Transport House in Sweden
MILOS In The House Makes the Right Moves!
When rigger and engineer Peter Samzeilus from Tanumschede in Sweden learned that the local council were replacing a certain dwelling garage in the village with new sea cabins, he contacted the owners and offered to help with the challenge of moving the building from its current location.
They very generously said he could have the substantial dwelling – made from timber and ideal for a summer house - in return, provided it was removed in time for the sea cabins to be installed.
Peter then applied his imagination, lateral thinking abilities and experience using MILOS products which he owns, to help solve the problem of moving the entire building to its new location.
At 7.5 metres wide by 9.5 long and 7 metres high the building was too wide to fit onto a vehicle and negotiate the village roads in one piece whilst travelling safely to its new concrete foundations 1.5 Km away.
So …. a bit of research and advice from structural engineers revealed that the dwelling’s design and construction meant that it could potentially be split into two halves lengthways!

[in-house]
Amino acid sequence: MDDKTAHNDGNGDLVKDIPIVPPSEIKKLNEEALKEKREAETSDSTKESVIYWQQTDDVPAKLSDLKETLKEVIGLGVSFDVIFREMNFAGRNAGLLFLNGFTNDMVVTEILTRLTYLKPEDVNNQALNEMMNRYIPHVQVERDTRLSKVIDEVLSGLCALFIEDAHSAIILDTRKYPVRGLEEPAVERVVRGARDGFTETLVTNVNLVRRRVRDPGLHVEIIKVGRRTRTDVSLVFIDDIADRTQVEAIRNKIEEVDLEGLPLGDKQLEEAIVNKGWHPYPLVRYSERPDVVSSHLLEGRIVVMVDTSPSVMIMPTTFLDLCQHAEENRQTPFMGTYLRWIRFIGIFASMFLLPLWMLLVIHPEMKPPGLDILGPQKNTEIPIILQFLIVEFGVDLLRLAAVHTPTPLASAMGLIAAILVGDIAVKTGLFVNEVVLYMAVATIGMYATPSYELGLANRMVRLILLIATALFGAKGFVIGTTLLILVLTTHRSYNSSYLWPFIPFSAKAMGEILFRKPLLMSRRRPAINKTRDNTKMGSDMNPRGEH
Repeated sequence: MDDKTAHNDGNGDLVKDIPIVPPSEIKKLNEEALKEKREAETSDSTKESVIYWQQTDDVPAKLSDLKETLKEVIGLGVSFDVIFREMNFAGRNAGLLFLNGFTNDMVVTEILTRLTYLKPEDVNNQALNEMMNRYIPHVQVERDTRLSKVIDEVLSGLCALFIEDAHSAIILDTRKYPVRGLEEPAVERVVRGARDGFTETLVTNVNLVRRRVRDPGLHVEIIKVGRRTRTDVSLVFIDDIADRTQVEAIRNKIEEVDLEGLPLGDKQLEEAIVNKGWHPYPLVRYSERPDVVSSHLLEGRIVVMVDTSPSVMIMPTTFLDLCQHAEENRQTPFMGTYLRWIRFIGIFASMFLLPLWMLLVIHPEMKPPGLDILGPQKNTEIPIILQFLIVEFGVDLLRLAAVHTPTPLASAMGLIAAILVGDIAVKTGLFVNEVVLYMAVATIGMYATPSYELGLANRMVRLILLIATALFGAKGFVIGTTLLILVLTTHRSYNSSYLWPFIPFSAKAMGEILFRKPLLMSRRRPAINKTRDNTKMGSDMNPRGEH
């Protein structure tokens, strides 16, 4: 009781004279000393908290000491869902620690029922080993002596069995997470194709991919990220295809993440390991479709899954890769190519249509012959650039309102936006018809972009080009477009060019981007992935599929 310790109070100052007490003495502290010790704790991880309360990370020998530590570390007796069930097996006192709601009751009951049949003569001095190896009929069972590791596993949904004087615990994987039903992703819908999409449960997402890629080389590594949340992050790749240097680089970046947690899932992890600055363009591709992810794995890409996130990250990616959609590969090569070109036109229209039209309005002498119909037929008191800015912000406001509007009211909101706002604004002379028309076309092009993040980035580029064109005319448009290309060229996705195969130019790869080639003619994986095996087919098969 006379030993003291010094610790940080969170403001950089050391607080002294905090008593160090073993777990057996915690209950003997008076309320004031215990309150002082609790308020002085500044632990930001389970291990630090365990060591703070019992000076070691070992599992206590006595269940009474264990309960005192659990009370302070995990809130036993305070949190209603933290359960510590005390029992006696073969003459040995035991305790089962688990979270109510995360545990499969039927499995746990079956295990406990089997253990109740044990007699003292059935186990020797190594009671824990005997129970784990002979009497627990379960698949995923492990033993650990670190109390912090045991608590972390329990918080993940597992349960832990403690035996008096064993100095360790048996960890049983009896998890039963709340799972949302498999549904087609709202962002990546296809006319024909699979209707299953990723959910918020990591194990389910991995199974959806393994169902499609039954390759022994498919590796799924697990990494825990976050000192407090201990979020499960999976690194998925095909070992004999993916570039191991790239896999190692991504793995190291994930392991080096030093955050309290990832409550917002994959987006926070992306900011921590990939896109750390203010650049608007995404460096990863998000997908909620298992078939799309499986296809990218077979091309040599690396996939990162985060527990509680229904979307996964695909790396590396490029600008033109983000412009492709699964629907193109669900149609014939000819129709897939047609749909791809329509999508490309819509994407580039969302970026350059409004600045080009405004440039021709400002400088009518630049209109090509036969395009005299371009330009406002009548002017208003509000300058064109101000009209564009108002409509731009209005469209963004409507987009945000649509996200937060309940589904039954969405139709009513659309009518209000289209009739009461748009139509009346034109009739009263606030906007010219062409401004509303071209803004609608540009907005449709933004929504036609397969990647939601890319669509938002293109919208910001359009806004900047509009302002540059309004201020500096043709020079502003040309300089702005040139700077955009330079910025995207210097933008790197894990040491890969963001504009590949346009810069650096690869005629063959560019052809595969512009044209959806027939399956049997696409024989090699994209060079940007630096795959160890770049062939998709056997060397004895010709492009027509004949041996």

At this point a slightly radical plan emerged in Peter’s head which relied on the house being literally sawn in half!
The idea was that the inside of each section was shored up with the help of a MILOS trussing grid structure, and this would ensure that the two halves remained rigid and stable for the journey to the new location - whereupon they could be reunited and become one building again.
He comments, "MILOS products have helped me many times in unusual situations that are outside the ‘standard’ scope of use, so this was yet another chance to prove their versatility".
First, he produced some detailed CAD planning on his laptop and double checked all the parameters to be sure the scheme would work.
Then he and a team of five friends removed the dry-wall in the centre of the building and erected the bracing structures for both sides of the house utilising a combination of MILOS M290 and M390 QuickTruss, I-beams, cell clamps and aluminium tubes.
The wooden house roof and walls were then completely cut in half using a powerful sabre saw.
The open edges of both sides, already braced by their respective MILOS structures, were lifted separately onto a flat-bed truck using a 60 tonne crane.
The two halves of the house then made their journey to the new site, a 10 minute drive with a few stops to lift low flying telephone cables, tree branches and other obstacles.
At destination, the process was repeated in reverse ….
Peter’s new summer house was quickly and proudly in position - thanks to a bit of ingenuity, inspiration and help from MILOS!